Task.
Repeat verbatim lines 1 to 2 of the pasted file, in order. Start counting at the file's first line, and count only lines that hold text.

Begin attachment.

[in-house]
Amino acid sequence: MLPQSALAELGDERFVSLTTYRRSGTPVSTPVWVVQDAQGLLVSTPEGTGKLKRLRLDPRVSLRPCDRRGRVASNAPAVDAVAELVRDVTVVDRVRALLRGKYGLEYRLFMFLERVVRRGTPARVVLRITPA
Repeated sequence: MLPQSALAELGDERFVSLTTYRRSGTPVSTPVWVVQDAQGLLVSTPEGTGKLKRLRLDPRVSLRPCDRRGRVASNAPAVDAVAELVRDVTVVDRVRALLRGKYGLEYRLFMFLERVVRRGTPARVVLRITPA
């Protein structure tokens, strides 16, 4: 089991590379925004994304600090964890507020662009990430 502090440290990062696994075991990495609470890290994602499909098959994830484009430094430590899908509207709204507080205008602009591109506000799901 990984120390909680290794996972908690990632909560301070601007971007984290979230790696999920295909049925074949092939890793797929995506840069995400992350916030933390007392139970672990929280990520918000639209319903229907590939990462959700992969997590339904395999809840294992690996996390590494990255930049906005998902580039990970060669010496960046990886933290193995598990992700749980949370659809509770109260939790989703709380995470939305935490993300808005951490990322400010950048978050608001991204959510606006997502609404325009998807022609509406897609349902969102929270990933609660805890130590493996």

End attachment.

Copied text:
[in-house]
Amino acid sequence: MLPQSALAELGDERFVSLTTYRRSGTPVSTPVWVVQDAQGLLVSTPEGTGKLKRLRLDPRVSLRPCDRRGRVASNAPAVDAVAELVRDVTVVDRVRALLRGKYGLEYRLFMFLERVVRRGTPARVVLRITPA